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. 2019 Mar 5;116(10):4316-4325.
doi: 10.1073/pnas.1800338116. Epub 2019 Feb 19.

Fibroblast Growth Factor Receptor Influences Primary Cilium Length Through an Interaction With Intestinal Cell Kinase

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Free PMC article

Fibroblast Growth Factor Receptor Influences Primary Cilium Length Through an Interaction With Intestinal Cell Kinase

Michaela Kunova Bosakova et al. Proc Natl Acad Sci U S A. .
Free PMC article

Abstract

Vertebrate primary cilium is a Hedgehog signaling center but the extent of its involvement in other signaling systems is less well understood. This report delineates a mechanism by which fibroblast growth factor (FGF) controls primary cilia. Employing proteomic approaches to characterize proteins associated with the FGF-receptor, FGFR3, we identified the serine/threonine kinase intestinal cell kinase (ICK) as an FGFR interactor. ICK is involved in ciliogenesis and participates in control of ciliary length. FGF signaling partially abolished ICK's kinase activity, through FGFR-mediated ICK phosphorylation at conserved residue Tyr15, which interfered with optimal ATP binding. Activation of the FGF signaling pathway affected both primary cilia length and function in a manner consistent with cilia effects caused by inhibition of ICK activity. Moreover, knockdown and knockout of ICK rescued the FGF-mediated effect on cilia. We provide conclusive evidence that FGF signaling controls cilia via interaction with ICK.

Keywords: FGFR; ICK; cilia length; fibroblast growth factor; intestinal cell kinase.

Conflict of interest statement

The authors declare no conflict of interest.

Figures

Fig. 1.
Fig. 1.
FGFRs interact with ICK, MAK, and CCRK. (A) IP of FLAG-tagged ICK with V5-tagged wild-type (WT) FGFR3 or activating FGFR3 mutant K650M in 293T cells, or (B and C) FLAG-tagged MAK or CCRK with V5-tagged wild-type FGFR3 or FGFR3-K650M in 293T cells. Actin serves as a loading control. (D) IP of ICK with FGFR1, FGFR2, and FGFR4 demonstrating the ICK association with FGFR1 and FGFR4 but not FGFR2. (E) Wild-type NIH 3T3 cells were transfected with FLAG-tagged ICK together with V5-tagged FGFR3; IckFlag NIH 3T3 cells were transfected only with V5-tagged FGFR3. The antibodies against protein tags were used in the PLA (red); FGFR3 antibody was used to counterstain the transfected cells (green). As a negative control, cells were transfected with FGFR3 and an empty vector (WT), or by GFP (WT and IckFlag). Numbers of PLA dots per cell were calculated and plotted (Student’s t test, ***P < 0.001). (Scale bars, 10 µm.) Two clones of IckFlag NIH 3T3 cells, B11, and E5, were analyzed. (F) IP of endogenous FLAG-tagged ICK with endogenous FGFR1 in IckFlag NIH 3T3 cells; actin serves as a loading control. (GI) Endogenous ICK forms a complex with endogenous FGFR1 in NIH 3T3 cells. (G) Scheme of the procedure, comprising ultracentrifugation, BN-PAGE, SDS/PAGE, and Western blot. (H) Cofractionalization of FGFR1 and ICK-FLAG in IckFlag(B11) NIH 3T3 cells (*). WT NIH 3T3 cells were used as a control. (I) Native complexes (fractions #6 and/or #7) were separated using BN-PAGE, followed by second dimension SDS/PAGE. Orange box shows separation of the ∼669-kDa complex containing FGFR1 and ICK-FLAG (arrow).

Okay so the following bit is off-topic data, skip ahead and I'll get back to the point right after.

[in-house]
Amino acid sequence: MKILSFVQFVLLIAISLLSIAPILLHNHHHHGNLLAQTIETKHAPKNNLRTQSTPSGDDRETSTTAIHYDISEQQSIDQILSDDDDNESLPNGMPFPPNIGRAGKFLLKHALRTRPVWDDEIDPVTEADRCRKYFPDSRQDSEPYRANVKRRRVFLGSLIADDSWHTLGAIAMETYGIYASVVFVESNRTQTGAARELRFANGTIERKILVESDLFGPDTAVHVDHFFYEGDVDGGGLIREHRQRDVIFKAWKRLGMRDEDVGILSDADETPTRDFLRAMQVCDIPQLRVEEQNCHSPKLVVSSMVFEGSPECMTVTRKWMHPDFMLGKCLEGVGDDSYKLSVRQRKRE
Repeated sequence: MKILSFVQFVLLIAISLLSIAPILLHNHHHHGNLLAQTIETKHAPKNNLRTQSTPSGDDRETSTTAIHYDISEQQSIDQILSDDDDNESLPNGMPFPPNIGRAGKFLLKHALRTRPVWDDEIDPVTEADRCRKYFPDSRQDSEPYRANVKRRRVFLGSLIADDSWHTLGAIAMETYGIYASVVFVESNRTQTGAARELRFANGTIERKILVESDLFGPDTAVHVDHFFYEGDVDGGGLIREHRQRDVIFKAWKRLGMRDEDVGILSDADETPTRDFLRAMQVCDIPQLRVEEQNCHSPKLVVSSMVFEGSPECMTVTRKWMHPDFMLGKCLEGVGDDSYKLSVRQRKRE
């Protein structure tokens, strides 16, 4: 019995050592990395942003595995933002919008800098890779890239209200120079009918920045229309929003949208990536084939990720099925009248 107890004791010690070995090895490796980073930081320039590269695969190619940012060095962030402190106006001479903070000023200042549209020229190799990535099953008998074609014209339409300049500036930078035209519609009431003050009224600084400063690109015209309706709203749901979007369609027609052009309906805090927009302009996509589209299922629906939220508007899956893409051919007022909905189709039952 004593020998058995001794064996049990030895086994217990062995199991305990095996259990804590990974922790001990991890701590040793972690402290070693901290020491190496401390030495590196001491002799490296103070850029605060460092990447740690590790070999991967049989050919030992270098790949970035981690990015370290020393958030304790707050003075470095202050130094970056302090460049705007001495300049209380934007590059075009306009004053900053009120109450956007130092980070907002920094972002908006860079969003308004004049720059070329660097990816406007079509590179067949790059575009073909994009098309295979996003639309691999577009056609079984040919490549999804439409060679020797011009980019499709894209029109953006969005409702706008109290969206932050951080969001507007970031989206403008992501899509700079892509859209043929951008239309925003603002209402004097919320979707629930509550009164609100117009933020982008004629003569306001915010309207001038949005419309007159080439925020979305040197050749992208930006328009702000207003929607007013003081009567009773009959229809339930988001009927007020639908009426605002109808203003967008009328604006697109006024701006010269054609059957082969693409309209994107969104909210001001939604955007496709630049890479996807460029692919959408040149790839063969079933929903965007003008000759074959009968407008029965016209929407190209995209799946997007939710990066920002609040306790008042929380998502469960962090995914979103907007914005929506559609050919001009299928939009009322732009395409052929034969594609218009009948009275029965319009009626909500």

Fig. 2.
Fig. 2.
FGFR3 interacts with ICK via C terminus and Y724. (A) Truncated or mutated FGFR3 variants prepared for this study. Positions of point-mutated residues are indicated in red. (B) IP of FGFR3 with FLAG-tagged ICK in 293T cells. Actin serves as loading control. FGFR3 variants lacking C terminus or carrying the Y724F mutation did not co-IP with ICK. Arrows indicate FGFR3.
Fig. 3.
Fig. 3.